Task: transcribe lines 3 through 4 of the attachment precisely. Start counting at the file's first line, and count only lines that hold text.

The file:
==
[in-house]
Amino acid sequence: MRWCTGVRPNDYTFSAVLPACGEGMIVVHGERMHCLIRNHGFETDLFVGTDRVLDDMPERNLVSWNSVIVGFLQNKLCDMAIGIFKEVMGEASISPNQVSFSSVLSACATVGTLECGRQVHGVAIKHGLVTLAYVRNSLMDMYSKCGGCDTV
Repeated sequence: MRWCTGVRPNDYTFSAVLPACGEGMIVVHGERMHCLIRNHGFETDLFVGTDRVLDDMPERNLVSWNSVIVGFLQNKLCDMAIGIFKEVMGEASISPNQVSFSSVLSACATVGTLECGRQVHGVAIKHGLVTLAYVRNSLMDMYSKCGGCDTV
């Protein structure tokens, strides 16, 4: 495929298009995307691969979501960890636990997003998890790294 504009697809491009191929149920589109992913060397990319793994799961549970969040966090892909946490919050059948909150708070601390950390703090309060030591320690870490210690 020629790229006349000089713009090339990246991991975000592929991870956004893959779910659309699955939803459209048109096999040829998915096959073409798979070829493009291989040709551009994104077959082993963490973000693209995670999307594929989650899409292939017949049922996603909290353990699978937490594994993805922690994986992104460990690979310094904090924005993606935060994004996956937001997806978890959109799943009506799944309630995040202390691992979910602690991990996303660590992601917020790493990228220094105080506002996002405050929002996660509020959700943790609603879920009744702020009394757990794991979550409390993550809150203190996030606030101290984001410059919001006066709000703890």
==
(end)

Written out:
Repeated sequence: MRWCTGVRPNDYTFSAVLPACGEGMIVVHGERMHCLIRNHGFETDLFVGTDRVLDDMPERNLVSWNSVIVGFLQNKLCDMAIGIFKEVMGEASISPNQVSFSSVLSACATVGTLECGRQVHGVAIKHGLVTLAYVRNSLMDMYSKCGGCDTV
């Protein structure tokens, strides 16, 4: 495929298009995307691969979501960890636990997003998890790294 504009697809491009191929149920589109992913060397990319793994799961549970969040966090892909946490919050059948909150708070601390950390703090309060030591320690870490210690 020629790229006349000089713009090339990246991991975000592929991870956004893959779910659309699955939803459209048109096999040829998915096959073409798979070829493009291989040709551009994104077959082993963490973000693209995670999307594929989650899409292939017949049922996603909290353990699978937490594994993805922690994986992104460990690979310094904090924005993606935060994004996956937001997806978890959109799943009506799944309630995040202390691992979910602690991990996303660590992601917020790493990228220094105080506002996002405050929002996660509020959700943790609603879920009744702020009394757990794991979550409390993550809150203190996030606030101290984001410059919001006066709000703890």